New Hampshire v. Spaulding

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Justia Opinion Summary

Defendant Paul Spaulding appealed a superior court order that he be detained without bail pending resolution of charges against him. Defendant was charged with two counts of misdemeanor domestic violence, one count of felony reckless conduct, and one count felony criminal threatening. At the arraignment, he pled not guilty. The superior court found through clear and convincing evidence, preventative detention was warranted and ordered defendant be detained. Defendant argued on appeal that there was a lack of proof of clear and convincing evidence of danger. After review of the superior court record, the New Hampshire Supreme Court concurred with the superior court's judgment and affirmed it.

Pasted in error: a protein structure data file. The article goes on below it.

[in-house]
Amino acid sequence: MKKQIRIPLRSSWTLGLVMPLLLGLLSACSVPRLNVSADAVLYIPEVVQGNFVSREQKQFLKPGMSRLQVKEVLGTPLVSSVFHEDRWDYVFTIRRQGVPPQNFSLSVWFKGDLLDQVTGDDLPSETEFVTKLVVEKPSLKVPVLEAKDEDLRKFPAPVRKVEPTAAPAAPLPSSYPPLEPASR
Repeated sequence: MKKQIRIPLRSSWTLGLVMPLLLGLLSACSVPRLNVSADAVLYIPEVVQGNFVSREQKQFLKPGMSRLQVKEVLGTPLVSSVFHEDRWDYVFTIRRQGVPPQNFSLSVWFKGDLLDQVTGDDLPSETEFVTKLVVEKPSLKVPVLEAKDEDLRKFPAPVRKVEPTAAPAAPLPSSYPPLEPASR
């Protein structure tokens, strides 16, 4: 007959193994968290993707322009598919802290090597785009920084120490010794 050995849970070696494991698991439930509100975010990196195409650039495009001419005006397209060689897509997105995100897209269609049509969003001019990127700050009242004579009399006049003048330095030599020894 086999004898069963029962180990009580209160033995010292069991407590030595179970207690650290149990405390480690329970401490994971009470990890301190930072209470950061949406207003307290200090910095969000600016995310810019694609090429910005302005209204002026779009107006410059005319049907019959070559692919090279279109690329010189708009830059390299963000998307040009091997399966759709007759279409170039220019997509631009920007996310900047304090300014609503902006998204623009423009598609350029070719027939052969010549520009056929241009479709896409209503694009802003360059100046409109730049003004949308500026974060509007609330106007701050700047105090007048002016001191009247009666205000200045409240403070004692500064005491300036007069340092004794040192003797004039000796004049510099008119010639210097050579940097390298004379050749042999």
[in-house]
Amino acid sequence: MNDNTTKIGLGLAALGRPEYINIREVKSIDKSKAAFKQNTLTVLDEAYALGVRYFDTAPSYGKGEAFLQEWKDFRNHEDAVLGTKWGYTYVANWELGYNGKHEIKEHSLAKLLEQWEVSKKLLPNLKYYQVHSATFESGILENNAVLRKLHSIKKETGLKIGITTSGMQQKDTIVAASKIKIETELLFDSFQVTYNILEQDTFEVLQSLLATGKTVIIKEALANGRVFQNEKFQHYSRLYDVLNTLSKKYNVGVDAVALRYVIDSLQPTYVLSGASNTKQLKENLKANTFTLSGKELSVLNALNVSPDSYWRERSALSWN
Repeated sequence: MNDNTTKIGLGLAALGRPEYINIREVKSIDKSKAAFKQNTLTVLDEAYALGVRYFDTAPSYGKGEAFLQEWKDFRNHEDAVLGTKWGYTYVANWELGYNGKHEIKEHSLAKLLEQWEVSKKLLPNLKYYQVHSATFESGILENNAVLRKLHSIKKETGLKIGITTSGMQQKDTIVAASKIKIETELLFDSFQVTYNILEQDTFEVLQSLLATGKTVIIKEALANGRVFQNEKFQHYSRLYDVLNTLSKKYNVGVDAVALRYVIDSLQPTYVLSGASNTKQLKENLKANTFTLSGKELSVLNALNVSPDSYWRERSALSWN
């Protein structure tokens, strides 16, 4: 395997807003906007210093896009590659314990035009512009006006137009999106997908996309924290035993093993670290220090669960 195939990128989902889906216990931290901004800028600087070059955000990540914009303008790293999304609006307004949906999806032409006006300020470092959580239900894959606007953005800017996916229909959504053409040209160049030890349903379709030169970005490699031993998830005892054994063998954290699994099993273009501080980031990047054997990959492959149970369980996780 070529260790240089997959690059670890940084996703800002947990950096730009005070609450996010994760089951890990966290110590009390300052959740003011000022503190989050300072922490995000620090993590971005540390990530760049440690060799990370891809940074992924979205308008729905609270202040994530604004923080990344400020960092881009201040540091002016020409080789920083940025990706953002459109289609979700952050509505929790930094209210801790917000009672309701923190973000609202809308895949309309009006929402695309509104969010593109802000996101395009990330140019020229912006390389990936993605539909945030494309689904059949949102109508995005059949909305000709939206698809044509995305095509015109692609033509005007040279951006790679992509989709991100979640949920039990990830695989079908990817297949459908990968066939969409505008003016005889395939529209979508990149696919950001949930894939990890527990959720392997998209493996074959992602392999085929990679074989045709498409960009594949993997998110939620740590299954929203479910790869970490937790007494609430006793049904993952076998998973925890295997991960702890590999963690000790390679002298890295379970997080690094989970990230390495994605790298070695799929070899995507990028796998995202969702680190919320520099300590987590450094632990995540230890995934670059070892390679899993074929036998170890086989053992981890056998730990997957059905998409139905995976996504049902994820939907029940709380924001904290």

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NOTICE: This opinion is subject to motions for rehearing under Rule 22 as well as formal revision before publication in the New Hampshire Reports. Readers are requested to notify the Reporter, Supreme Court of New Hampshire, One Charles Doe Drive, Concord, New Hampshire 03301, of any editorial errors in order that corrections may be made before the opinion goes to press. Errors may be reported by e-mail at the following address: Opinions are available on the Internet by 9:00 a.m. on the morning of their release. The direct address of the court’s home page is: THE SUPREME COURT OF NEW HAMPSHIRE ___________________________ Cheshire No. 2019-0028 THE STATE OF NEW HAMPSHIRE v. PAUL R. SPAULDING Submitted: May 8, 2019 Opinion Issued: May 17, 2019 Gordon J. MacDonald, attorney general (Elizabeth C. Woodcock, assistant attorney general, on the memorandum of law), for the State. David M. Rothstein, deputy director public defender, of Concord, on the memorandum of law, for the defendant. HICKS, J. The defendant, Paul R. Spaulding, appeals the order of the Superior Court (Ruoff, J.) that he be detained without bail pending resolution of the charges against him. See RSA 597:2, IV(a) (Supp. 2018). We affirm. The record establishes the following facts. The defendant was charged with two counts of misdemeanor domestic violence, see RSA 631:2-b (Supp. 2018), one count of felony reckless conduct, see RSA 631:3 (Supp. 2018), and one count of felony criminal threatening, see RSA 631:4 (2016). At his arraignment on those charges, he pleaded not guilty. Based upon an affidavit that has not been provided as part of the appellate record and representations by the State, the court found, by clear and convincing evidence, that preventive detention was warranted and ordered the defendant to be detained without bail. See RSA 597:2, IV(a). The court also issued a domestic violence criminal order of protection. See RSA ch. 173-B (2014 & Supp. 2018). The court held a probable cause hearing on the charges a few days later. At that time, the State entered a nolle prosequi on the criminal threatening charge and filed a new charge against the defendant, criminal threatening with a deadly weapon, to which the defendant pleaded not guilty. See RSA 631:4, II(a)(2). At the probable cause hearing, the court heard testimony about the event that gave rise to the charges against the defendant. Specifically, there was testimony that at approximately 2:00 in the morning on December 16, 2018, there was a call regarding a domestic argument between the caller’s mother and the defendant. The caller informed dispatch that the defendant had discharged a firearm outside. Officers were dispatched to an apartment building in Hinsdale at which the domestic disturbance allegedly was taking place. When the officers arrived, they heard yelling from one of the apartments. The apartment door was open, and the officers issued multiple commands to the defendant to exit. Seeing a firearm on the defendant’s hip, the police took him into detention immediately. The defendant was “very, very angry” and “vocal” and could be heard saying to the complainant, “[Y]ou did this to me, you did this to me.” One officer described the defendant as “growling” with anger. As officers placed the defendant into the cruiser, they heard him yelling, “I’m going to kill the bitch.” After he was detained, the police recovered both the firearm on the defendant’s hip and a second gun. One gun was a Kel-Tec nine-millimeter, semiautomatic pistol that was missing one round of ammunition; the other was a Smith & Wesson nine-millimeter, semiautomatic pistol that was not missing any rounds. At the jail, the police seized a magazine of ammunition from the defendant as well as a knife with a six-inch blade. Police testified that the knife was sheathed and “stuffed into the . . . inside of [the defendant’s] waistband by his underwear.” Police then interviewed the complainant and her daughter. They were told that the complainant and the defendant had been in an intimate relationship for approximately one year. Although the defendant lives in Vermont “most of the time,” he stayed with the complainant occasionally. The complainant told the police that she and the defendant had gone out with other building tenants that night and that the defendant had had “a couple Jack and Cokes.” When the complainant and the defendant came home, they had smoked some marijuana, and the defendant then had become “enraged,” although the complainant said that she had “no idea why.” When the complainant attempted to leave the apartment, the defendant prevented 2 her from doing so by grabbing her shoulders and pinning her against the wall of the bedroom so that she could not move. Eventually, he released his grip, but when she attempted to leave the apartment he stood in front of the door and would not let her leave. When she was finally able to leave, she fled to the first floor apartment of a neighbor. While in the neighbor’s apartment, the complainant heard the defendant come downstairs and leave the building only to return and begin banging on the neighbor’s door. The defendant sounded rageful as he said, “[I]f you don’t open the door, I’m just going to shoot it down.” The complainant felt afraid and assumed a “vertical fetal position.” She told police that she was afraid because she knew that the defendant had a gun and his possession of a gun had been “contentious in their relationship.” The complainant also said that she felt afraid because she had never seen the defendant act like this before. The complainant then heard the defendant ascend and descend the stairs rapidly, running outside the apartment building. Less than a minute later, the complainant heard a gunshot. The complainant’s daughter confirmed that the argument between the defendant and the complainant occurred after the two had returned to the apartment that night and that the complainant had run downstairs to the first floor neighbor’s apartment. The complainant’s daughter heard the defendant banging on the neighbor’s door and heard him say “I’m not doing this anymore, I’m just going to shoot it down,” or words to that effect. She then heard the defendant go upstairs, threaten to kill himself, run downstairs, and run outside. She heard a gunshot, and, at that point, called the police. The police interviewed a nearby neighbor who said that he heard a “pop,” which he believed to be a gunshot. Based upon the testimony at the hearing, the trial court ruled that there was probable cause with respect to the two domestic violence charges and the criminal threatening with a deadly weapon charge. The court ruled that the reckless conduct charge lacked probable cause and, therefore, dismissed it. The State requested that the court maintain its prior preventive detention order. The trial court did so, finding “that the combination of alcohol, domest[ic] violence, threats to kill the [complainant], to shoot a door down, the discharge of a firearm, the defendant’s combativeness with the police, and the fact that he was armed with a . . . knife and two loaded semi-automatic 9MM pistols[,] all warrant detention without bail.” This appeal followed. We review the trial court’s decision under our unsustainable exercise of discretion standard. See Petition of Second Chance Bail Bonds, 172 N.H. ___, ___ (decided February 13, 2019) (slip op. at 5); cf. State v. Tsopas, 166 N.H. 528, 531 (2014) (concerning a trial court’s decision to modify bail). In 3 determining whether a trial court ruling is an unsustainable exercise of discretion, we consider “whether the record establishes an objective basis sufficient to sustain the discretionary judgment made.” State v. Lambert, 147 N.H. 295, 296 (2001). To show that the trial court’s decision is not sustainable, a party “must demonstrate that the court’s ruling was clearly untenable or unreasonable to the prejudice of [that party’s] case.” Id. (quotation omitted). On appeal, the defendant contends that the court erred by ordering him detained without bail because there was a “lack of proof of clear and convincing evidence of danger.” RSA 597:2, IV(a) vests the court with broad discretion to order a defendant to be held without bail. It provides: If a person is charged with any criminal offense, an offense listed in RSA 173-B:1, I or a violation of a protective order under RSA 458:16, III, or after arraignment, with a violation of a protective order issued under RSA 173-B, the court may order preventive detention without bail, or, in the alternative, may order restrictive conditions including but not limited to electronic monitoring and supervision, only if the court determines by clear and convincing evidence that release will endanger the safety of that person or the public. The court may consider the following conduct as evidence of posing a danger, including, but not limited to: (1) Threats of suicide. (2) Acute depression. (3) History of violating protective orders. (4) Possessing or attempting to possess a deadly weapon in violation of an order. (5) Death threats or threats of possessiveness toward another. (6) Stalking, as defined in RSA 633:3-a. (7) Cruelty or violence directed toward pets. RSA 597:2, IV(a) (emphases added); cf. Petition of Second Chance Bail Bonds, 172 N.H. at ___ (slip op. at 7-8) (concerning the bail forfeiture statute). Here, the trial court found the requisite evidence of posing a danger in the defendant’s use of alcohol, domestic violence, threats to kill the complainant, threats to shoot a door, discharge of a firearm, combativeness 4 with the police, and being armed with two, loaded, semi-automatic pistols and a knife with a six-inch blade. The record also contains evidence that the defendant threatened to commit suicide and that he acted possessively toward the complainant by refusing to allow her to leave the apartment. To the extent that the defendant argues that the trial court erred by not considering “circumstances outside the offense,” we disagree. Notably, no relevant “circumstances outside the offense” were brought to the trial court’s attention at the probable cause hearing. Moreover, the statute does not require the court to consider “circumstances outside the offense” when determining whether there is clear and convincing evidence that the person’s release will endanger “that person or the public.” RSA 597:2, IV(a). Nor, contrary to the defendant’s assertions, does the statute require the trial court to consider less restrictive alternatives to detention without bail before ordering such detention. Given the evidence before the trial court, we cannot conclude that it unsustainably exercised its discretion when it found by clear and convincing evidence that detention without bail was warranted in this case. Affirmed. LYNN, C.J., and BASSETT, HANTZ MARCONI, and DONOVAN, JJ., concurred. 5